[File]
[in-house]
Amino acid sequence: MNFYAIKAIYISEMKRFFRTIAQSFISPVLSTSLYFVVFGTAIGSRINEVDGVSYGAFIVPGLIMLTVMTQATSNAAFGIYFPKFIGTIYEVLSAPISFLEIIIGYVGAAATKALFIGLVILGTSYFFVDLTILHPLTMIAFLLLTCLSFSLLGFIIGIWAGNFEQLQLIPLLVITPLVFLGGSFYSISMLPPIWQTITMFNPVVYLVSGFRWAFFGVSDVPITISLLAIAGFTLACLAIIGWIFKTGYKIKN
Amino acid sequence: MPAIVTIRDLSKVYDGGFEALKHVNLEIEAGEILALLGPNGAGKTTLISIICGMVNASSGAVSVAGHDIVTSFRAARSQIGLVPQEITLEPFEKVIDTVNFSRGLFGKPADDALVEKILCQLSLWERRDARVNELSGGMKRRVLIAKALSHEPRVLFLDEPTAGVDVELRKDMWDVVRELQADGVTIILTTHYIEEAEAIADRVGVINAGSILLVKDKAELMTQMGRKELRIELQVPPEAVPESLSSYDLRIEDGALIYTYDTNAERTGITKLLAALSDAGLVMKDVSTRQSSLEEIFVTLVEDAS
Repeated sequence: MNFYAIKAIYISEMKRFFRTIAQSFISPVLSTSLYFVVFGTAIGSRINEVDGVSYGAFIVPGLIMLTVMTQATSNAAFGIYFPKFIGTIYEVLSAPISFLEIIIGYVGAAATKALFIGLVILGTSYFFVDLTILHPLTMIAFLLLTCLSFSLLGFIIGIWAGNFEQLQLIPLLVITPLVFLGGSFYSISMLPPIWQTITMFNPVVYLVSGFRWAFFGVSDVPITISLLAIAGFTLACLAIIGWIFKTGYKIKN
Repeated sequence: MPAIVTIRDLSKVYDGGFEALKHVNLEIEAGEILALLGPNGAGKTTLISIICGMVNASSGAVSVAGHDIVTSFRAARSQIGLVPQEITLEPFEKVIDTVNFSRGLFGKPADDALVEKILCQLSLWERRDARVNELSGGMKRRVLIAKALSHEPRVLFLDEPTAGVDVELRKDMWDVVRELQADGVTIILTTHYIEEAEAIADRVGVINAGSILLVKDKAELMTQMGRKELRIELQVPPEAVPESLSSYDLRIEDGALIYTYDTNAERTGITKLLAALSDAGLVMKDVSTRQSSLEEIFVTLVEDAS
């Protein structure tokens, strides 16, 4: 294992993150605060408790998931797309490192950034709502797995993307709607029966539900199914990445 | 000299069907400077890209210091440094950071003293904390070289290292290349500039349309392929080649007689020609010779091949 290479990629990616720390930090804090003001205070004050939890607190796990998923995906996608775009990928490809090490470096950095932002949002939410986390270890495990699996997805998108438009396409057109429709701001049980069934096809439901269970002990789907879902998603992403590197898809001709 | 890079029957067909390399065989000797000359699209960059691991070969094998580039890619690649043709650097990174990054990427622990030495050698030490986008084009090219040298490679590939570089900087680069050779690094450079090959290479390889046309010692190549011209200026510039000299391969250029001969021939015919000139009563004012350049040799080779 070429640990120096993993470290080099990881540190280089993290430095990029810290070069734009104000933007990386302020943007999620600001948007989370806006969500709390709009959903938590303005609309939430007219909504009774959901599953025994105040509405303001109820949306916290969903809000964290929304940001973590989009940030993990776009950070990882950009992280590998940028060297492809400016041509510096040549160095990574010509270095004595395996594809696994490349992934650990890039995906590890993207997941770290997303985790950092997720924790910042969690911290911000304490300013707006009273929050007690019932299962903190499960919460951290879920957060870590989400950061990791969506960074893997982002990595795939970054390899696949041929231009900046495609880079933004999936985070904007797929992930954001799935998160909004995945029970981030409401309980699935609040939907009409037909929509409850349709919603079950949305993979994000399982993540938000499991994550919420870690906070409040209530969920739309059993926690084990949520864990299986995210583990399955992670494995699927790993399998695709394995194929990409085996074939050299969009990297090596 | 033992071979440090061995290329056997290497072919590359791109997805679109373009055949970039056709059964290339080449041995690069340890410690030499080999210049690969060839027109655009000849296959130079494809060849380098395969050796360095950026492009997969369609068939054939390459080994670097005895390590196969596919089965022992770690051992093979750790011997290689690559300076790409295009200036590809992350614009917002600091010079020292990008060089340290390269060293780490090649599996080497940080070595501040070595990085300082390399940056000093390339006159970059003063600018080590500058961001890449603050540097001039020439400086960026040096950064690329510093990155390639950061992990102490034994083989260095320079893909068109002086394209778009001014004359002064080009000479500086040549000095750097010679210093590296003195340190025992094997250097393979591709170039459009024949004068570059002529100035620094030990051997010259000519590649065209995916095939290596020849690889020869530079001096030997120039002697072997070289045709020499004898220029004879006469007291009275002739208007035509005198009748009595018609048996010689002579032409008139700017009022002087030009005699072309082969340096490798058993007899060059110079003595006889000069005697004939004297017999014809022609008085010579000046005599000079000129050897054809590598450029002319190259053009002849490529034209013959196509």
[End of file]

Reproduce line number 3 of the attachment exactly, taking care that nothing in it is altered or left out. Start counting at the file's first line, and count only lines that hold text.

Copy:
Amino acid sequence: MPAIVTIRDLSKVYDGGFEALKHVNLEIEAGEILALLGPNGAGKTTLISIICGMVNASSGAVSVAGHDIVTSFRAARSQIGLVPQEITLEPFEKVIDTVNFSRGLFGKPADDALVEKILCQLSLWERRDARVNELSGGMKRRVLIAKALSHEPRVLFLDEPTAGVDVELRKDMWDVVRELQADGVTIILTTHYIEEAEAIADRVGVINAGSILLVKDKAELMTQMGRKELRIELQVPPEAVPESLSSYDLRIEDGALIYTYDTNAERTGITKLLAALSDAGLVMKDVSTRQSSLEEIFVTLVEDAS